Facilitation, in a business context, is “the process of helping groups or individuals, to learn, find a solution, or reach a consensus, without imposing an outcome. Facilitation works to empower individuals and groups to learn for themselves, to find their own answers to problems without influence from the facilitator. Facilitators need to have good process and communication skills, including listening, questioning, and reflecting. Facilitation is used in a variety of contexts including training, experiential learning, conflict resolution, and negotiation.” – The BNet Dictionary
The facilitator's responsibility is to address the journey, rather than the destination.
Some competencies of an effective facilitator:
- distinguishes process from content
- manages the client relationship and prepares thoroughly
- uses time and space intentionally
- is skilled in evoking participation and creativity
- practiced in honouring the group and affirming its wisdom
- capable of maintaining objectivity
- skilled in reading the underlying dynamics of the group
- releases blocks to the process
- adapts to the changing situation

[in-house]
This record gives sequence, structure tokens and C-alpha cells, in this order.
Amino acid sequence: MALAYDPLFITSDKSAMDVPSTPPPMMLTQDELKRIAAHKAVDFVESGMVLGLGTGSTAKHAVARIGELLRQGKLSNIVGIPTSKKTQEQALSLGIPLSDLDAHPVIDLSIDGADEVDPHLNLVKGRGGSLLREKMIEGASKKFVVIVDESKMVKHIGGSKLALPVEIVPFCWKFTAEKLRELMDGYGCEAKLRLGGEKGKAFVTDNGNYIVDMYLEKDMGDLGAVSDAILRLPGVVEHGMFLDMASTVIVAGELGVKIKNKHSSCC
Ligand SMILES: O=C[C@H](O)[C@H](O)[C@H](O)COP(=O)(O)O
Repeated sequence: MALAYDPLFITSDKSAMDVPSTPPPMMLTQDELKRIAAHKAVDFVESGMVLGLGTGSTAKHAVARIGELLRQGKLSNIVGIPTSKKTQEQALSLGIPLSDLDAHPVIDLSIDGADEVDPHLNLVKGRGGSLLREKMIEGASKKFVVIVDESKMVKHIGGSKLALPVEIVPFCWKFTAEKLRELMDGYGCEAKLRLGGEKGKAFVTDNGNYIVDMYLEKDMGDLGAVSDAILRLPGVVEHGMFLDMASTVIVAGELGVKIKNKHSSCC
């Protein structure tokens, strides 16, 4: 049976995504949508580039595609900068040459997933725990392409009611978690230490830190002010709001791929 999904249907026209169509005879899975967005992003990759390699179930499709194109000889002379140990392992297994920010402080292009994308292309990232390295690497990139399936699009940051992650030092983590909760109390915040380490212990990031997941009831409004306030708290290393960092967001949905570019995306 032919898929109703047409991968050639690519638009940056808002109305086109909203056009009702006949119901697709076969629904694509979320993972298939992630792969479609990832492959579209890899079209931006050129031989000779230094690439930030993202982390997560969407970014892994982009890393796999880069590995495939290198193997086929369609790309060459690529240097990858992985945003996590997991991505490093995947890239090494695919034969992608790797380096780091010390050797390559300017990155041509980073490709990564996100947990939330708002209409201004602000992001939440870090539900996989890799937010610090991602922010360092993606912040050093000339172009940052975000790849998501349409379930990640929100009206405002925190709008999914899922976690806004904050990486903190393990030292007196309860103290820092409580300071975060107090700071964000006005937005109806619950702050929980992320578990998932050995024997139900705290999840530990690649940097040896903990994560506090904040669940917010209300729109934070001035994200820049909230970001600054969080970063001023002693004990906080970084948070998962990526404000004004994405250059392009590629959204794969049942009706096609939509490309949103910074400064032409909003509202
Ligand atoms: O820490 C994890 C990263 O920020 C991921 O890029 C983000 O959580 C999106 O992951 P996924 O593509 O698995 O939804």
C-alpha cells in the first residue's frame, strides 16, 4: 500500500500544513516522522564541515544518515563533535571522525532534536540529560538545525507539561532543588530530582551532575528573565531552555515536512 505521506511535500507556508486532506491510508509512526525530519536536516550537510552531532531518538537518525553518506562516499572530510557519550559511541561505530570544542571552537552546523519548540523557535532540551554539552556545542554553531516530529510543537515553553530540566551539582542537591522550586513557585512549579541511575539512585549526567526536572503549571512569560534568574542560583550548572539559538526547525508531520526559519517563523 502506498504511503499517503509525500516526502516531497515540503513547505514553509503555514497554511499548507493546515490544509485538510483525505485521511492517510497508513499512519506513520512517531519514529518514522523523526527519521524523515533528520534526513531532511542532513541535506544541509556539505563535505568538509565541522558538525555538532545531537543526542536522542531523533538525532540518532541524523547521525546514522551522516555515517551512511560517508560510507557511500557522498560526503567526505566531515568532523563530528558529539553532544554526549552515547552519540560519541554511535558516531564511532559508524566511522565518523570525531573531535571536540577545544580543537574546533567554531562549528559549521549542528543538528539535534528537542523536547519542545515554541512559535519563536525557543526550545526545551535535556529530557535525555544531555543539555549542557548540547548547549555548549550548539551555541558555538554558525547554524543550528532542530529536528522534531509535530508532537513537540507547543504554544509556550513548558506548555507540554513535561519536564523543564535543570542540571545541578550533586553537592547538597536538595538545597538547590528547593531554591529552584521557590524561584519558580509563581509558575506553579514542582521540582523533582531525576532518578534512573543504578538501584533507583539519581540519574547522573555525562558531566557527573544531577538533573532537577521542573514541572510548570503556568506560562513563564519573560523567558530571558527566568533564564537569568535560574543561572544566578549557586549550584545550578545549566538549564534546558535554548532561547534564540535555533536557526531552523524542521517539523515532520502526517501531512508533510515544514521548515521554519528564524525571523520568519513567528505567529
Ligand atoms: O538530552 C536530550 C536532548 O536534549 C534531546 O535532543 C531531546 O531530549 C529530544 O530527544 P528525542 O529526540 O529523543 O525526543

- assumes (or shares) responsibility for the group journey
- demonstrates professionalism, self-confidence and authenticity
CoachMatching has a pool of skilled facilitators who are accredited with above competencies and characteristics. We are focused on getting a group to create, understand and buy-in to a course of actions or decision.
Our facilitators work with a variety of styles and techniques - we match the appropriate facilitation style and facilitator to the organisation. The common thread in the work we do is focused on learning, communication, process, skills development and engagement.
Benefits of Facilitation:
- Meeting time is used efficiently. As time is expensive, this is a corporate high priority.
- A skilled facilitator helps to focus the energy and thoughts of meeting participants and helps groups to understand and move forward on important issues.
- A group learns new ways of working together. This is especially useful for new groups.
- The group learns more about itself. This increase in consciousness enables the group to work together more easily.
- A group that works well together can produce results that surpass even the best efforts of an individual.
- The higher the level of participation, the greater the productivity.
- The group members deepen their connections with each other. They become more cohesive.
- Participants recognize that they are all responsible for supporting and implementing the group's decisions.
- The group evolves into an integrated team as each member has an opportunity to contribute.